From available historical accounts we all know why Kit Marlowe stopped writing: stabbed through or above his right eye and into his brain, his murder terminated his career. His murder, naturally, gave Will Shakespeare no reason to end his own career in June 1593 and if anything gave plausible incentive to continue: but whatever contemporary acclaim WS received over the next twenty-three years, why did Ben Jonson, John Webster, Francis Beaumont, and John Fletcher continue their efforts? Shakespeare was Shakespeare, after all, the greatest poet the language has ever boasted: why did Shakespeare's contemporaries even bother with their paltry efforts?
Perhaps R. D. Blackmore is today an underrated novelist. Many people know that a popular shortbread cookie takes its name from the title of Blackmore's one novel of enduring fame, but likely very few of us know anyone who has read Lorna Doone munching or not on shortbread cookies. Blackmore was an admired and successful novelist of the late Victorian era, justly acclaimed for spending long hours writing, and it is perhaps our loss that Blackmore's works are not read and celebrated today as avidly as Shakespeare's or regarded as highly as the novels of some of his worthy contemporaries.
No Shakespeare scholar I, I have to guess Shakespeare was popular enough in his day as actor, playwright, poet, and theatre manager to maintain visibility and commercial theatrical success (when he wasn't conniving other business ventures, according to the scuttlebutt): I've never gained the impression, though, that in his day and prior to his death WS was regarded as “the greatest poet the language has ever boasted”. Many fine poets and playwrights had to die first, the determination of Shakespeare's status required a temporal sequence amounting to nothing less than years and decades, and it's now the commonplace we all know it to be courtesy of our undergraduate or graduate or post-graduate training.
If the body of Shakespeare's work were all of a piece as his accomplishment in Titus Andronicus, Senecan tragedy would be much more popular today than we find it (else it might have transmogrified by now into Senecan comedy), Webster's career would sport an appealing blossom, and The White Devil and The Duchess of Malfi would be as popular as A Midsummer Night's Dream and Hamlet.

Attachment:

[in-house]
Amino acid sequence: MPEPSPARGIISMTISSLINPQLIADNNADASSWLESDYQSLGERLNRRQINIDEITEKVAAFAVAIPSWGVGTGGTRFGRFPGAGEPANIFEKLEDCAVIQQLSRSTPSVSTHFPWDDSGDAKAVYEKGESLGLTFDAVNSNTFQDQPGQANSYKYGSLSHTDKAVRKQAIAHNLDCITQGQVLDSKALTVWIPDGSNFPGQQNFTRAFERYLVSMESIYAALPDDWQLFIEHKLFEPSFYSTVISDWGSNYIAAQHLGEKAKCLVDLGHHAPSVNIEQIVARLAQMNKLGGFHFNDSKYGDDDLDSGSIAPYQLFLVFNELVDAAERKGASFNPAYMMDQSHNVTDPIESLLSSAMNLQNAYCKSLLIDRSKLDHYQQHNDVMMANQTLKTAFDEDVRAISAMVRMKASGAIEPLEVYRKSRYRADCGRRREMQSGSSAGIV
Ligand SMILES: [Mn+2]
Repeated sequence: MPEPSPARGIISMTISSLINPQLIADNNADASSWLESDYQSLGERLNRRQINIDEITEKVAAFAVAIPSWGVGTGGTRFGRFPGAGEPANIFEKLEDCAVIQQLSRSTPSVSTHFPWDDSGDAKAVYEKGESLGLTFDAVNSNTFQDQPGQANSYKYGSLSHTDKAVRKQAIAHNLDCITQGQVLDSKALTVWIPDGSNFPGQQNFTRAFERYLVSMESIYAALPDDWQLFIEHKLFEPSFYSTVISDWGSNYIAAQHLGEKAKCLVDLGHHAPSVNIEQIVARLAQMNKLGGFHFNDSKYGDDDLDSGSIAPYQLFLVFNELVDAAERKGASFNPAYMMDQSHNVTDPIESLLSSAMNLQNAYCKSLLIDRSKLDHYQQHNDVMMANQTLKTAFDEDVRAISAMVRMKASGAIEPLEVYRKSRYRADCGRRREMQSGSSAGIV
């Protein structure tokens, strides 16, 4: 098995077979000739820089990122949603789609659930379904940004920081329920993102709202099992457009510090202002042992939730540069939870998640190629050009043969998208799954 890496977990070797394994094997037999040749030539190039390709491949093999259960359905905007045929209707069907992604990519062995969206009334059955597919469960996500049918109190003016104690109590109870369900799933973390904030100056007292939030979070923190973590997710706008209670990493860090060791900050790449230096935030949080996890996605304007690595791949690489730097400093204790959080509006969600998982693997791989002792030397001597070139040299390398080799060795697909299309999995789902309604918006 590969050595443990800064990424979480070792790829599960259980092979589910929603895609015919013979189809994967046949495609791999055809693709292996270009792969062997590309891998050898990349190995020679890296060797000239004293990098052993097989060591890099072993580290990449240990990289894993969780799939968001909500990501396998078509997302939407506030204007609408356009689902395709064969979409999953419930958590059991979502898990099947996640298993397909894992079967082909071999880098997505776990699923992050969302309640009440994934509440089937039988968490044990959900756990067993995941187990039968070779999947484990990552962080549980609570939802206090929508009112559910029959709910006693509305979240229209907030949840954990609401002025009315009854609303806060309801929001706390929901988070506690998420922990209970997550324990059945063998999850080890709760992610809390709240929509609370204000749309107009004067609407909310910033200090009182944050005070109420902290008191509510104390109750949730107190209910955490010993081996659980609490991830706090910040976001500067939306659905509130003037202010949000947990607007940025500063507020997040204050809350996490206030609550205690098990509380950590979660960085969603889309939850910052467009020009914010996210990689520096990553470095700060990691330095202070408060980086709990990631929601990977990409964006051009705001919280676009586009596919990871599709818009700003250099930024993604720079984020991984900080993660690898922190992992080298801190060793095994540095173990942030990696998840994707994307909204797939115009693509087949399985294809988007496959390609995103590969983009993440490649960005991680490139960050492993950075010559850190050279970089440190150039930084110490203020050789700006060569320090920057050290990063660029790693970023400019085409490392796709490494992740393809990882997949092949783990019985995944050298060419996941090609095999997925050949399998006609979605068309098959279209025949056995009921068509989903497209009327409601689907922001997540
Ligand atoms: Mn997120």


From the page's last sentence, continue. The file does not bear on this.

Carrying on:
We know WS didn't stick with Seneca, though, his career path took a turn from Webster's. Shakespeare's career path took a turn from Marlowe's, for that matter, and WS in fact went on to earn his partial reputation as a Tudor toad for the villainy he perpetrated upon Richard III, as recent accounts of forensic science suggest.
If I have a point here to make, it might only be to argue that no one writes Literature. No one writes Literature, no one has ever written “Literature”, not The Bard Hisself, not (gasp) Dante, not Virgil, not Homer, and not anyone: the ability to declare and decree, ordain, commit, and instantiate Literature is forever beyond each generation's living writers (and its reviewers, critics, publicists, and professors of literature): Literature can never be perpetrated, and if history is any reliable guide, Literature is practically beyond the competency and the capability of each generation even to assess contemporaneously.
“Literature” is a judgment and assessment than can only be rendered by posterity, should one arrive. Contemporaries and their living writers can register initial responses indicating perception of literary quality and distinction, but contemporaries and living writers never occupy the position to deem any work of whatever accomplishment “Literature”: the writer's extinction comes first, the writer is never permitted to hear “Literature” breathed once over one slim volume.
We know full well that I have every reason to drown myself cold in the Graveyard of the Atlantic for posing such things: undeterred, I address my contemporaries before accepting any invitation to swim: read anyone, anyone, anyone but Shakespeare.
Leave Shakespeare alone. He endures and persists, his works are praised and read regardless. But stop reading, stop consulting him for one decade, one brief decade. Leave Shakespeare alone. Read his contemporaries instead: read poor Kit Marlowe, who merits by accomplishment to be heralded our “man of decade and century” for his abattoir vision and for all his professional and private concentration upon political and epistemic megalomania, wars of religion, espionage; read Ben Jonson, read Beaumont and Fletcher, read Thomas Kyd. If you're partial to Eliot, take half his advice and read Dante instead of Shakespeare, you will lose nothing for the effort: or ignore Eliot and read Cervantes, read Rabelais or Machiavelli. But do not read Shakespeare: he can be ignored, and as his value endures, he can be consulted with joy and relish ten years hence.
The time gives its proof: our time's out of joint, rash deeds are required of us all.
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Only because today is 23 April 2016 am I re-posting this piece (mildly edited) from late 2014.